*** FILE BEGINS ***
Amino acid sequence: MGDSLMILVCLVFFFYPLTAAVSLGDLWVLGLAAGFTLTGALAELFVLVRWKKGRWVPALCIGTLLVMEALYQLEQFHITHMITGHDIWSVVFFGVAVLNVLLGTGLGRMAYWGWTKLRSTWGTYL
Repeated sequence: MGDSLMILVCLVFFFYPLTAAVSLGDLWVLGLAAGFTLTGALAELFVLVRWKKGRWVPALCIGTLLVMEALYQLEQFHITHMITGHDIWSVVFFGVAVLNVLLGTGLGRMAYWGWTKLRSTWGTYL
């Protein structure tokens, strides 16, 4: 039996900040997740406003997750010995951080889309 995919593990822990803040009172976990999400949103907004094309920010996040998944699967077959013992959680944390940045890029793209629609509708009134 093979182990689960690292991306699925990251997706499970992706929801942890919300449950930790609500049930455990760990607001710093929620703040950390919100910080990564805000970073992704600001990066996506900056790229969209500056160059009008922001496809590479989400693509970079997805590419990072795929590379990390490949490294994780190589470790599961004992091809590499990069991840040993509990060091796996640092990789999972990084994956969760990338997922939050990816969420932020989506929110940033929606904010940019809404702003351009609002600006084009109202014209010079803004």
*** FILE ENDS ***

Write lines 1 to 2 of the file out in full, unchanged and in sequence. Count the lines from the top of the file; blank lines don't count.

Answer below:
Amino acid sequence: MGDSLMILVCLVFFFYPLTAAVSLGDLWVLGLAAGFTLTGALAELFVLVRWKKGRWVPALCIGTLLVMEALYQLEQFHITHMITGHDIWSVVFFGVAVLNVLLGTGLGRMAYWGWTKLRSTWGTYL
Repeated sequence: MGDSLMILVCLVFFFYPLTAAVSLGDLWVLGLAAGFTLTGALAELFVLVRWKKGRWVPALCIGTLLVMEALYQLEQFHITHMITGHDIWSVVFFGVAVLNVLLGTGLGRMAYWGWTKLRSTWGTYL